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SRSLY: That Wild Alaskan Pollock Is Frozen Chinese Pollock?

Your three-minute read on the best reporting you probably missed.


The best reporting you probably missed

David Epstein

Welcome to SRSLY, an (experimental) newsletter highlighting under-exposed accountability journalism. We'll distill the important information from investigative reporting you probably missed, and deliver it to you in three-minutes-or-less worth of reading. Sign up to have it delivered to your inbox. (You can, of course, unsubscribe at the first whiff of a bad joke.)

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MainMuck: Locally Sourced, as in, Same Solar System

Remember in “The Matrix” when Morpheus leans in close and asks Neo: “You think that’s air you’re breathing?” Now replace Morpheus with the Tampa Bay Times, and “air” with “locally sourced food” and you pretty much have the Times’ “Farm to Fable” investigative series.

We’ve got you covered with the four W’s: What? Wait for it. What else? And Why?:


Turns out the truth behind some restaurant claims of locally sourced food is about as local and factual as that “Canadian girlfriend” you had in middle school. (No way that was just us.) Restaurant critic Laura Reiley put on her investigative reporter hat and did a big ole fact-check on scads of Tampa-area restaurants, and found that “farm-to-table” claims were mostly just made up. In some cases, local food producers didn’t even sell the type of food that restaurateurs claimed to be buying from them.

Wait for it…

The Mermaid Tavern peddles a “F**k Monsanto Salad.” According to Reiley’s reporting, wait for it … the salad almost certainly includes GMO ingredients grown literally from Monsanto seeds. Don’t let that distract you from the fact that their “wild Alaskan pollock” was found to be frozen Chinese pollock treated with the preservative sodium tripolyphosphate. Sounds delish!

What else?

Morpheus says: “You think that’s not-pork you’re eating?” Think again, grasshopper. Reiley found that Gulfport’s tony La Cote Basque was selling veal schnitzel that was actually sliced pork, and for that indiscretion was fined $0. So, ya know, if you happen to be skipping pork for religious or other reasons, maybe not the restaurant for Tinder date night. Just a thought.


The usual: it’s way more expensive to buy from local farmers. And since restaurants are on the honor code, there’s nothing to stop them from misleading diners, except for honor...HAHAHA! And perhaps fear of the Tampa Bay Times. (Support local journalism!)

Talking Point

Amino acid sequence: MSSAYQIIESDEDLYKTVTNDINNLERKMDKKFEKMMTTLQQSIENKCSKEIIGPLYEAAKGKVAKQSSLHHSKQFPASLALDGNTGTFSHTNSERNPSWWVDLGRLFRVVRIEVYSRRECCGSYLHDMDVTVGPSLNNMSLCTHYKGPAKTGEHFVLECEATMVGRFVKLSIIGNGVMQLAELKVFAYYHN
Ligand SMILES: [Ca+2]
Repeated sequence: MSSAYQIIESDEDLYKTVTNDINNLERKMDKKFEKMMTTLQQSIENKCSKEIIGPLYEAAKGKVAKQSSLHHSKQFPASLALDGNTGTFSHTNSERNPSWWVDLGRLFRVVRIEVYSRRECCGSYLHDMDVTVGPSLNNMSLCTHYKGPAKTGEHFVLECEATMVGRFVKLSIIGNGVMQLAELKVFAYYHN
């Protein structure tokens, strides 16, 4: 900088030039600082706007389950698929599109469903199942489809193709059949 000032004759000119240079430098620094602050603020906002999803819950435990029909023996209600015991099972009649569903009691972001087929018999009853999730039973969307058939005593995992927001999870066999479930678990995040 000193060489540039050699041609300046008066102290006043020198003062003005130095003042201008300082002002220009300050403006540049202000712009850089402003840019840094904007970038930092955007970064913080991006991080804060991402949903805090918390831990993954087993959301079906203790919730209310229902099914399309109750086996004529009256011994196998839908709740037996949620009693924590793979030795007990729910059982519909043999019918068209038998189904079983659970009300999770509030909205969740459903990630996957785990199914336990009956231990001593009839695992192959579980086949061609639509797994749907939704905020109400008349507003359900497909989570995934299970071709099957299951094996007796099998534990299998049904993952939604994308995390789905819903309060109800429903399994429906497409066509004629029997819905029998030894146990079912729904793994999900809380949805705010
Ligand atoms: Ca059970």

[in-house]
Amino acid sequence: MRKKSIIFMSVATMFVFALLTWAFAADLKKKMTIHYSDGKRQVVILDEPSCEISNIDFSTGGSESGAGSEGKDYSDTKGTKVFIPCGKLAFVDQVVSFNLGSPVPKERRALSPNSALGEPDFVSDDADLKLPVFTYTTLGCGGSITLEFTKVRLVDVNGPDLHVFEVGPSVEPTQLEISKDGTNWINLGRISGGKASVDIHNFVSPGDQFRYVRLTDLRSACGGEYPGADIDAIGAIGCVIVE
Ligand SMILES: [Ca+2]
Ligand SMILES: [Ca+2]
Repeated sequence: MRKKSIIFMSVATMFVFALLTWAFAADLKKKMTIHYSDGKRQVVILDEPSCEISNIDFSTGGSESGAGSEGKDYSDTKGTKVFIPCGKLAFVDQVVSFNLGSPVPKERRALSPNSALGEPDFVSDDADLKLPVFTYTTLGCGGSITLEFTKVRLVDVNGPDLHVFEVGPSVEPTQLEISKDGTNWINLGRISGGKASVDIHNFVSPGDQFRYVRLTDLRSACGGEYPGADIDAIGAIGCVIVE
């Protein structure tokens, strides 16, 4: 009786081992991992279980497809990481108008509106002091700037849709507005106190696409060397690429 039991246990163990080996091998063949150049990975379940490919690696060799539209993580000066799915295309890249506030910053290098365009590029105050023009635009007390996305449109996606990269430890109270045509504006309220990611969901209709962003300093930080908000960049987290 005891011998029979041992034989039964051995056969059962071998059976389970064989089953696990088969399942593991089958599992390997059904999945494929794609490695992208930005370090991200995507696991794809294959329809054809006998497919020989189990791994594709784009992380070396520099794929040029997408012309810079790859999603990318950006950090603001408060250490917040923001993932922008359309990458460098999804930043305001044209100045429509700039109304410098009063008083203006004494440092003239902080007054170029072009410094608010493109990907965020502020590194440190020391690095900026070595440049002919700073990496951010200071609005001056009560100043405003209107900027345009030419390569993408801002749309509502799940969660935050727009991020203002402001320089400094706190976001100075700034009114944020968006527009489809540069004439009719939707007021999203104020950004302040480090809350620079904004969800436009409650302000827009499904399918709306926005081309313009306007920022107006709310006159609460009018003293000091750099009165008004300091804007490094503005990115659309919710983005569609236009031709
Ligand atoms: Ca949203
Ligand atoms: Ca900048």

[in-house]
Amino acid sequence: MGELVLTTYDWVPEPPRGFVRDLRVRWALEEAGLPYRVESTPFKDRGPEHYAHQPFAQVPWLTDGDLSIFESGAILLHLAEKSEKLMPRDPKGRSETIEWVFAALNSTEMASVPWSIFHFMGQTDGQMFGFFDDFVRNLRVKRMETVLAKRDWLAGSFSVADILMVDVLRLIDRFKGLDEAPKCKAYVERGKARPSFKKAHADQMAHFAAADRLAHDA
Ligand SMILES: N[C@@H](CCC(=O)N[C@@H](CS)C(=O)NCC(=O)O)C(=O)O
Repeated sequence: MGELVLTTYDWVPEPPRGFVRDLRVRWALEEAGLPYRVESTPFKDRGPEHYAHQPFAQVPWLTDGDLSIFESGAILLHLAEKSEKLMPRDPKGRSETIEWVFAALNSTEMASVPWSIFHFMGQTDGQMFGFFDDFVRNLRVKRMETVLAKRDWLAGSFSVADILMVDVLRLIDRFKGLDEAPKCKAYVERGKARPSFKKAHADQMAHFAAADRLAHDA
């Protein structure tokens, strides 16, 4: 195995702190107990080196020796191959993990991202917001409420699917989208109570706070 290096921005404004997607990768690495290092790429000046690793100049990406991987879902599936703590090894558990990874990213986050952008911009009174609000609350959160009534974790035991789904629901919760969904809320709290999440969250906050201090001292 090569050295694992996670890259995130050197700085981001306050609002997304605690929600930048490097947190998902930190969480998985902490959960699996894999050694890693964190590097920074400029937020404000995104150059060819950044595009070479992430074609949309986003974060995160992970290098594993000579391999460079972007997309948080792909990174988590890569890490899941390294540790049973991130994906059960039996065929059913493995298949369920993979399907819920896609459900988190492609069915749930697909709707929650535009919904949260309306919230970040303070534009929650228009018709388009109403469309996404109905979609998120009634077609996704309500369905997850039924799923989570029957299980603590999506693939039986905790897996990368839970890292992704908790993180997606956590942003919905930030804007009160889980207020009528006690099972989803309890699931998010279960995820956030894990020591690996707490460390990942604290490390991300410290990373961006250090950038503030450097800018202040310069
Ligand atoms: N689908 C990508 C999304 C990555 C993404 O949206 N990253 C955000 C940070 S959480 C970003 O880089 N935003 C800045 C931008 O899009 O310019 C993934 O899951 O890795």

“Wow, and I really thought someone had figured out how to grow collard greens in the U.S. in June.”

MiniMuck: Less Transparency Because Football

Suspiciously named Georgia Gov. Nathan Deal signed into law a bill that will allow athletic departments at public colleges to delay responding to open records requests. Before, football factories had three days to say, simply: “We got your request.” Now they have 90 days. (Requests often relate to athletics expenditures.) The legislation is being referred to as “Kirby’s law,” because University of Georgia football coach Kirby Smart personally met with lawmakers to discuss the bill. In a remarkable feat of grammar, Georgia Lt. Gov. Casey Cagle mused: “I hope it brings us a national championship is what I hope.”

Number of the Week in the Form of ‘Jeopardy’

Answer: 1

Question: Alex, what is the rank of “newspaper reporter” in a new report detailing the worst jobs in America? (Loggers were second, and broadcasters third. Uhhh… please support ProPublica. We just won another Pulitzer.)

#facepalm of the Week

Sniffer dogs at Manchester Airport in the UK have failed to come up with any cocaine or heroin. According to an official report, however, one intrepid pooch did a great job uncovering “small amounts of cheese or sausages.” And at a cost to taxpayers of only 1.25 million pounds.

Tweet of the Week

Nothing to add.

Tips are appreciated. The paper kind, or the green paper kind.

ProPublica does not vouch for the accuracy of stories appearing on SRSLY. We select, review and summarize key points from accountability stories that may not have gotten wide exposure. But we are not able to independently vet or vouch for the accuracy of stories produced by others. We will inform readers if we learn that stories have been challenged publicly or corrected.

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